For hundreds of thousands of years, hemp has been one of our most valuable crops. Throughout recorded history in the UK and Europe, hemp has been at least as common as wheat, barley or any other grain crop. Around 100 years ago, for reasons that are now known to be misguided, governments started to introduce a ban on the plant that has led to exactly the same problems, divisions in society and criminal activity that we saw with alcohol prohibition. 

Until the 1930’s hemp was widely used as medicine, food, for humans and animals, as nature’s strongest fibre, as a building material and as a crop that has immense ecological and environmental benefits. According to some data, Before 1930 over 70% of medicines contained hemp/ cannabinoids.

It appears it has been an enormous mistake, a failure of policy for which we are only now beginning to understand the consequences. It’s only 30 years ago that the endocannabinoid system was discovered and we now realise how important cannabinoids are in our diet. Some researchers now believe that the removal of hemp from our diet has led to an upsurge in disease, possibly caused by endocannabinod deficiency. It is thought that this could be at the root of an increase in autoimmune conditions such as MS and Crohn’s.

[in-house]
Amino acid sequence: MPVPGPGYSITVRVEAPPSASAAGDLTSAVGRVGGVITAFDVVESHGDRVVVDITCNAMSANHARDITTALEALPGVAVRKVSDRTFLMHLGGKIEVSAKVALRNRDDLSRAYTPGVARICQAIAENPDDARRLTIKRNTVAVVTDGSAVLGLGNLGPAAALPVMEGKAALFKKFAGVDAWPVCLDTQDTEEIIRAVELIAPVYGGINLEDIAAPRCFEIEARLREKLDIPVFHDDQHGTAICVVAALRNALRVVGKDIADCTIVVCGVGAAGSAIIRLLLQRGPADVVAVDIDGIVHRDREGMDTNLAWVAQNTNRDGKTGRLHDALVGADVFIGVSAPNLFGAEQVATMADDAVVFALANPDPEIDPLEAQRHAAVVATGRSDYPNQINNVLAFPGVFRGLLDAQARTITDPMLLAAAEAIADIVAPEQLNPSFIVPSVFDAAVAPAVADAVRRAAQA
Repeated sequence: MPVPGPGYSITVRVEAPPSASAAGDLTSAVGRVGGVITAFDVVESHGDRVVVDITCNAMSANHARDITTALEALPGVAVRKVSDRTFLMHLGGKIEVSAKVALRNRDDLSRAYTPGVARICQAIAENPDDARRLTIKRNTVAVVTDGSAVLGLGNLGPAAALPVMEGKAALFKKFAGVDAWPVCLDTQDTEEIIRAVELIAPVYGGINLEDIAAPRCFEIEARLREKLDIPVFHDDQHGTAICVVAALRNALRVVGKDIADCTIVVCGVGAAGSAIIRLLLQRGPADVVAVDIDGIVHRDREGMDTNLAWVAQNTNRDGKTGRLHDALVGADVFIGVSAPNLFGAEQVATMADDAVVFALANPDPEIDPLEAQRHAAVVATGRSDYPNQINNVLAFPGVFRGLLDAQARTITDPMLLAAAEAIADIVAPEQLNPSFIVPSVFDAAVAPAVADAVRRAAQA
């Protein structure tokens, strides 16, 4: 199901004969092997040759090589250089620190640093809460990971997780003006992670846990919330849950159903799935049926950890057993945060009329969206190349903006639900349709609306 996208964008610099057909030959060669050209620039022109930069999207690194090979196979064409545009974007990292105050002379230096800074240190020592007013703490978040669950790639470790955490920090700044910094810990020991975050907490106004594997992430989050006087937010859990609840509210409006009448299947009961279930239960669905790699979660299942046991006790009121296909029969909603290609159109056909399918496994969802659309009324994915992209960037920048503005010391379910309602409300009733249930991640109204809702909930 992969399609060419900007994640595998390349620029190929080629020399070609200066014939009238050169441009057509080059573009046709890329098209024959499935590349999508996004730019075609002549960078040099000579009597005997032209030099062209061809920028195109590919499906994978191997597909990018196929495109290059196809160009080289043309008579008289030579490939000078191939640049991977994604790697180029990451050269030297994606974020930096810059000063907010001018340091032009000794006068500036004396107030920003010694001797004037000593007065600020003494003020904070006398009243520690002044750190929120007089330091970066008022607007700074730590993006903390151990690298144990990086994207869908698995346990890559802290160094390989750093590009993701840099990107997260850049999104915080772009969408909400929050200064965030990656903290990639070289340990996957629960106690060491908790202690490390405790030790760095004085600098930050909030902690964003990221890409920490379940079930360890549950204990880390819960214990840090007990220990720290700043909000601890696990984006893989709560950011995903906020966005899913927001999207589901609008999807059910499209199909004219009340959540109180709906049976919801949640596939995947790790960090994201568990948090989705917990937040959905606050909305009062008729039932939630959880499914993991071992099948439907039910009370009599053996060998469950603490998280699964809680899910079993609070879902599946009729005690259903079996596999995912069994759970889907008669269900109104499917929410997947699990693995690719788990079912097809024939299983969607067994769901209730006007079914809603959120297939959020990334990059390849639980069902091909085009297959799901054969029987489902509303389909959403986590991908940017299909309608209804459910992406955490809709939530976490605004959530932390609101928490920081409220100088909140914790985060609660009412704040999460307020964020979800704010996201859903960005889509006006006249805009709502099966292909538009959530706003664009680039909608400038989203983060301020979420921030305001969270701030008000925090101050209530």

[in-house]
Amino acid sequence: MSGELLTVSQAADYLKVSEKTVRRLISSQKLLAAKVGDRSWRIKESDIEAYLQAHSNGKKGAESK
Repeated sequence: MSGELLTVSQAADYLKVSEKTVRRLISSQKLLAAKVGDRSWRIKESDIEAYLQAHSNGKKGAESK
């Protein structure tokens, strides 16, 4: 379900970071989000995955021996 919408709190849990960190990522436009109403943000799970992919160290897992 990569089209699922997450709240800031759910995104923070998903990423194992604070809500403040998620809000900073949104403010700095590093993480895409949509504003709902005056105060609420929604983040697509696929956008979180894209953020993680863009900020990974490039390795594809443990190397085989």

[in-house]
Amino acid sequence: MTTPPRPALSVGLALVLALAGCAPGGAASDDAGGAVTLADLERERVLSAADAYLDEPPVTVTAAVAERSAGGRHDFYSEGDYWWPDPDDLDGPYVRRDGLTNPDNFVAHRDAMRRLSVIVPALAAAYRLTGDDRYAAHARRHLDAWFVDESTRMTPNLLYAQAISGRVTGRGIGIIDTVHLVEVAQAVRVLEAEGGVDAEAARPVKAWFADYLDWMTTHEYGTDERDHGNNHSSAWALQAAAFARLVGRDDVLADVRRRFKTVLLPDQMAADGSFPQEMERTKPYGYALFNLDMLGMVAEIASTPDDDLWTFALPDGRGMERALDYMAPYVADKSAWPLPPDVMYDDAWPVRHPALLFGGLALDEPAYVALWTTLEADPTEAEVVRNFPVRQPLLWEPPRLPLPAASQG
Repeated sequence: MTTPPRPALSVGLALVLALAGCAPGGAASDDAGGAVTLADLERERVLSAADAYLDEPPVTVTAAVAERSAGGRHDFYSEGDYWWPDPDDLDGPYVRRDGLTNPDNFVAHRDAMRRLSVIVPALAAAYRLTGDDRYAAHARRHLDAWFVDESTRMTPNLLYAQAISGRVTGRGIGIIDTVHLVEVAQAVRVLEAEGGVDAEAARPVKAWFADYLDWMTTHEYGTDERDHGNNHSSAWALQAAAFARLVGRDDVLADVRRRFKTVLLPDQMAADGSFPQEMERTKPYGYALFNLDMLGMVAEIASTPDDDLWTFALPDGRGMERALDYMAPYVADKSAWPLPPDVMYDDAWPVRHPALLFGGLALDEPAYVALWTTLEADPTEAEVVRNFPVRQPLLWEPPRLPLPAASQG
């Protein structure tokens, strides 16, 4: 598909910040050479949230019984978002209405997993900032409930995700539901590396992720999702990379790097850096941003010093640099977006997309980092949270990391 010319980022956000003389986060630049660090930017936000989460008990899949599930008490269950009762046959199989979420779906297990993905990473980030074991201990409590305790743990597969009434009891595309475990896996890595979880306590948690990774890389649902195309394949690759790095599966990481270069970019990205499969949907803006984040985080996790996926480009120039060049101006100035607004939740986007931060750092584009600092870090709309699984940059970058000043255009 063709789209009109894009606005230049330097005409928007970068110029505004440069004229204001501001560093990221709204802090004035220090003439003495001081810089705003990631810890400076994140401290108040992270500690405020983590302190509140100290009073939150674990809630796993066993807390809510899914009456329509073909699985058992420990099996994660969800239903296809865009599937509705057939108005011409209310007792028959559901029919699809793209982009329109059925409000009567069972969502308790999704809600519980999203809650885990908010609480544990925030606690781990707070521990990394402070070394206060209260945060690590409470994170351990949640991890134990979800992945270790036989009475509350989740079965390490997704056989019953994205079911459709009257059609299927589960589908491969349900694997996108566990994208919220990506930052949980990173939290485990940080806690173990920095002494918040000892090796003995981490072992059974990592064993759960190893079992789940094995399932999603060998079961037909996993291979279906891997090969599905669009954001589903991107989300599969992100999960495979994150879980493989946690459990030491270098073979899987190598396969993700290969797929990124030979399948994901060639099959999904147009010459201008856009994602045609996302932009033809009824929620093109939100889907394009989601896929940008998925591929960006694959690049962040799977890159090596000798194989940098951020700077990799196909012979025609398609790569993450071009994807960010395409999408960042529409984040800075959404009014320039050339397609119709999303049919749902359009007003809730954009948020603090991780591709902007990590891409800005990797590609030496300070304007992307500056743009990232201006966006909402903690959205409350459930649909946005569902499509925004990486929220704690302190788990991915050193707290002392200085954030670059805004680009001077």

In times gone by, cannabinoids from hemp would have supplemented our endocannabinoid system and helped to keep us healthy.

It was only in 1993 the Home Office begun granting licences for the purposes of cultivating and processing Hemp. Hemp products do not require a licence, such as CBD.

Thankfully the new CBD industry is now reintroducing cannabinoids as a food supplement and, just as you take vitamin or mineral supplements, you can now use CBD oil to help in maintaining a healthy, balanced diet.